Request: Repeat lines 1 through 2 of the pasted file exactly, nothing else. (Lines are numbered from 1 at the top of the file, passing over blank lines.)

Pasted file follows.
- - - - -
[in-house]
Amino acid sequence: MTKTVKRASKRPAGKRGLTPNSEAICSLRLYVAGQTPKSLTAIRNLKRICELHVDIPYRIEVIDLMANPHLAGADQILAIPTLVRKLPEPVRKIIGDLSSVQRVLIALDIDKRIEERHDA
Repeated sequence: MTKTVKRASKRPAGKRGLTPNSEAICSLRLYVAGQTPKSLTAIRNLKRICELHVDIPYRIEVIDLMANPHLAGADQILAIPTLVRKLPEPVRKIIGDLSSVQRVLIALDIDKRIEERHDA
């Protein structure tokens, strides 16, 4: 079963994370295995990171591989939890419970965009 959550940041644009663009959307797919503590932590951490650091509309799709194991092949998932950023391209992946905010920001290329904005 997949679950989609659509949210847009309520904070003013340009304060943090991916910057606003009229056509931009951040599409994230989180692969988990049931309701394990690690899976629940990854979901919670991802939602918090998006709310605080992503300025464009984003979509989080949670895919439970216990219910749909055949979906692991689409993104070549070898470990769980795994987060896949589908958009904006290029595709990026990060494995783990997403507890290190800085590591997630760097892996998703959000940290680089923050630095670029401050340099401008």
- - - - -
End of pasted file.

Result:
[in-house]
Amino acid sequence: MTKTVKRASKRPAGKRGLTPNSEAICSLRLYVAGQTPKSLTAIRNLKRICELHVDIPYRIEVIDLMANPHLAGADQILAIPTLVRKLPEPVRKIIGDLSSVQRVLIALDIDKRIEERHDA